Whether it is said with a hard “-er” at the end or a supposedly affable “-a,” the “n-word” has stirred controversy ever since its birth as a pejorative slur against African-Americans.
Use of this word is prevalent in a National Football League (NFL) that is almost two-thirds black, according to The Institute of Diversity and Ethics in Sport. The use of this racial slur in the NFL has been thrown into extra scrutiny this past season after two scandals involving Riley Cooper and Richie Incognito, both white NFL players, using the n-word towards an African-American.
In response to these events, John Wooten, a black former NFL player and the current chairman of the Fritz-Pollard Alliance for Diversity in the NFL, has urged the NFL to implement a rule next season that would allow referees to penalize a team 15 yards for use of the n-word on field.
Yet many players, analysts, and fans have expressed contempt for the proposed ban of the racial epithet.
“It’s an atrocious idea,” said cornerback Richard Sherman, of the Super Bowl champion Seattle Seahawks, to Sports Illustrated’s Peter King.
“It’s almost racist,” Sherman continued. “It’s weird they’re targeting one specific word. Why wouldn’t all curse words be banned then?”
Others agree, deeming the attempted rule change as an intrusion on African American rights. Like many words, the connotation behind the n-word changes depending on how it is used and who uses it. Blacks have used the n-word to refer to other blacks for centuries, and that usage is historically significant. If the NFL puts this new ban in place, it will require African Americans, exclusively, to conform to a restriction on part of their cultural identity.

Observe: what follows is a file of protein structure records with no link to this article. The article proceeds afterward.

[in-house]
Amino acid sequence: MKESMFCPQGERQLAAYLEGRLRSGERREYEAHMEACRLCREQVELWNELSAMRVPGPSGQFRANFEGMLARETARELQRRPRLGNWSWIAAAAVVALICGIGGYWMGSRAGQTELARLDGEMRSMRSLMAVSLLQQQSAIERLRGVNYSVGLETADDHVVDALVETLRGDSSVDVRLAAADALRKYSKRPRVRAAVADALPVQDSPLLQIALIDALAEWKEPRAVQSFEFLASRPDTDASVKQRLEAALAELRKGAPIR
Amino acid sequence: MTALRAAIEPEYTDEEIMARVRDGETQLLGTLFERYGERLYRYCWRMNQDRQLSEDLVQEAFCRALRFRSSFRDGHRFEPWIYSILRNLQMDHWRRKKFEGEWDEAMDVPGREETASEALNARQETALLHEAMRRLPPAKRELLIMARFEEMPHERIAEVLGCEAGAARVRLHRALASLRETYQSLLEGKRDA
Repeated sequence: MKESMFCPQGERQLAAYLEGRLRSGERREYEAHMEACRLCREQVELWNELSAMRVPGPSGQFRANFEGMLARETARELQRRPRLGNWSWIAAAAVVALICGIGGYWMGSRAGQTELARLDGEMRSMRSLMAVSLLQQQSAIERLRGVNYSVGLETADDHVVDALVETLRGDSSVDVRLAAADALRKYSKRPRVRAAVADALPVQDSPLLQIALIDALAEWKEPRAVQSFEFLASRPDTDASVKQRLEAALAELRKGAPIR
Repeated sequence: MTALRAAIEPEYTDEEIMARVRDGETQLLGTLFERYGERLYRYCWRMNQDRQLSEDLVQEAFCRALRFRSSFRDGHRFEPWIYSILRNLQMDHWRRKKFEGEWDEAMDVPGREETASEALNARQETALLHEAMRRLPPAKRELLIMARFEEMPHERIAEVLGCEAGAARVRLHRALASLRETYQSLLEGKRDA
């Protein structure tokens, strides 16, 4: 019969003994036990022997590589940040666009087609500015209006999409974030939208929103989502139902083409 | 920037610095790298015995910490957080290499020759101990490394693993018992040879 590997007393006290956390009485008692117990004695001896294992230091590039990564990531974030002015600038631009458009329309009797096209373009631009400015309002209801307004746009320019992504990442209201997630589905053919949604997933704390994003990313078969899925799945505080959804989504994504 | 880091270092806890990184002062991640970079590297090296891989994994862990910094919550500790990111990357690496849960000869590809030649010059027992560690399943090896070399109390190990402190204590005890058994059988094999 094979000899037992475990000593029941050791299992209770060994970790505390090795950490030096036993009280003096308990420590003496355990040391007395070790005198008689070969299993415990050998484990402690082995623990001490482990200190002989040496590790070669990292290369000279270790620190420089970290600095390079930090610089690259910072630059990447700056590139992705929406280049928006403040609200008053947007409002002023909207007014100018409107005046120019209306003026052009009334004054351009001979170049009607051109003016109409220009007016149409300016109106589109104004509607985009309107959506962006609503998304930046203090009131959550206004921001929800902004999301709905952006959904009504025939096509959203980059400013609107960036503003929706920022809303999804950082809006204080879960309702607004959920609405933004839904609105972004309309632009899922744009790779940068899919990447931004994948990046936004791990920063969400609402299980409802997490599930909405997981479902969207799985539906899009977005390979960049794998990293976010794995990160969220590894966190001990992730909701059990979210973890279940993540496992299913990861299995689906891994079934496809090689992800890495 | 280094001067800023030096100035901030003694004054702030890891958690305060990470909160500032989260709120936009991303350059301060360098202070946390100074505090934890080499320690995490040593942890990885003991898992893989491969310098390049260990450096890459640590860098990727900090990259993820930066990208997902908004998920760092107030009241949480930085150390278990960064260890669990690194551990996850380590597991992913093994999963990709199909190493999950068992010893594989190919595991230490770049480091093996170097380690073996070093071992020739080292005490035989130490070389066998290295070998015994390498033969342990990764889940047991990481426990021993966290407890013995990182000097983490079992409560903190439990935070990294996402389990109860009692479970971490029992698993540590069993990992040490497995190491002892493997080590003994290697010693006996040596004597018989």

In The Atlantic, Ta-Nehisi Coates wrote that the rule change “raise[s] a standard for African American humans that does not exist for non-African American humans” and is, therefore, discrimination.
“[This rule] focuses on Black folk being the problem because of how they choose to use [the n-word] amongst themselves,” said sports journalist Stephen A. Smith, calling the proposed rule “flagrant hypocrisy.”
Others believe that the ban would affect the game itself.
“Talking trash is a very important part of sports; everyone does it,” said West Ranch senior running back and avid NFL fan Christian Parrish.
“The n-word is just a way that we black players can get into other players’ heads,” said Parrish, who is African-American. “What happened to freedom of speech?”
The NFL’s annual League Meeting, at which this issue will likely be addressed, takes place from March 22-26 in Orlando, Florida.